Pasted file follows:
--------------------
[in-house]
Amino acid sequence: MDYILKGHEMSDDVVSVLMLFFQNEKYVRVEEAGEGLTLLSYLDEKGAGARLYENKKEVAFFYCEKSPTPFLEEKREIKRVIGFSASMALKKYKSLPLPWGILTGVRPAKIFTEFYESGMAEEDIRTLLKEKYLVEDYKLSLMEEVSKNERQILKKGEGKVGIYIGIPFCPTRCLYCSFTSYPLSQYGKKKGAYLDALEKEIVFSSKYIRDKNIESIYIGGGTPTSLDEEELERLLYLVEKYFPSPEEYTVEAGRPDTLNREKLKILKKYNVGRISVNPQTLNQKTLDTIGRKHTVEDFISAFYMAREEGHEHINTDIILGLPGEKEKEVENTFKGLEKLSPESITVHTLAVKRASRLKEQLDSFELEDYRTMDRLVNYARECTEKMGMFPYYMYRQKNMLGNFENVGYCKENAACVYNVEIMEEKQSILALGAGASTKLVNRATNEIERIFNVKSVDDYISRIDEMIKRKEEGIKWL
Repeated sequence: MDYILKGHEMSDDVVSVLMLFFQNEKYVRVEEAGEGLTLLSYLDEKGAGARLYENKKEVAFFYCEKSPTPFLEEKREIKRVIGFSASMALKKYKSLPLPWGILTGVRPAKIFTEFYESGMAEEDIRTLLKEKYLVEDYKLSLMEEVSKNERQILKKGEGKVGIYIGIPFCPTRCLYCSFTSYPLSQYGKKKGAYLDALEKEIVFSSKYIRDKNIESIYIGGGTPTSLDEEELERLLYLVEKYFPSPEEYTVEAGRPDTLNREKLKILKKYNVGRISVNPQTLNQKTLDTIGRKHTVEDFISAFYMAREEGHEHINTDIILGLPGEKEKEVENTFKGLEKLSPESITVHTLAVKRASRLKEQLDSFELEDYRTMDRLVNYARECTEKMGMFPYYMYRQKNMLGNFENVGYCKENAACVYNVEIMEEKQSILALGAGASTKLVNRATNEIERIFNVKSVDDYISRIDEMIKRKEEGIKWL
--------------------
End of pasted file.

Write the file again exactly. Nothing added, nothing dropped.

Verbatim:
[in-house]
Amino acid sequence: MDYILKGHEMSDDVVSVLMLFFQNEKYVRVEEAGEGLTLLSYLDEKGAGARLYENKKEVAFFYCEKSPTPFLEEKREIKRVIGFSASMALKKYKSLPLPWGILTGVRPAKIFTEFYESGMAEEDIRTLLKEKYLVEDYKLSLMEEVSKNERQILKKGEGKVGIYIGIPFCPTRCLYCSFTSYPLSQYGKKKGAYLDALEKEIVFSSKYIRDKNIESIYIGGGTPTSLDEEELERLLYLVEKYFPSPEEYTVEAGRPDTLNREKLKILKKYNVGRISVNPQTLNQKTLDTIGRKHTVEDFISAFYMAREEGHEHINTDIILGLPGEKEKEVENTFKGLEKLSPESITVHTLAVKRASRLKEQLDSFELEDYRTMDRLVNYARECTEKMGMFPYYMYRQKNMLGNFENVGYCKENAACVYNVEIMEEKQSILALGAGASTKLVNRATNEIERIFNVKSVDDYISRIDEMIKRKEEGIKWL
Repeated sequence: MDYILKGHEMSDDVVSVLMLFFQNEKYVRVEEAGEGLTLLSYLDEKGAGARLYENKKEVAFFYCEKSPTPFLEEKREIKRVIGFSASMALKKYKSLPLPWGILTGVRPAKIFTEFYESGMAEEDIRTLLKEKYLVEDYKLSLMEEVSKNERQILKKGEGKVGIYIGIPFCPTRCLYCSFTSYPLSQYGKKKGAYLDALEKEIVFSSKYIRDKNIESIYIGGGTPTSLDEEELERLLYLVEKYFPSPEEYTVEAGRPDTLNREKLKILKKYNVGRISVNPQTLNQKTLDTIGRKHTVEDFISAFYMAREEGHEHINTDIILGLPGEKEKEVENTFKGLEKLSPESITVHTLAVKRASRLKEQLDSFELEDYRTMDRLVNYARECTEKMGMFPYYMYRQKNMLGNFENVGYCKENAACVYNVEIMEEKQSILALGAGASTKLVNRATNEIERIFNVKSVDDYISRIDEMIKRKEEGIKWL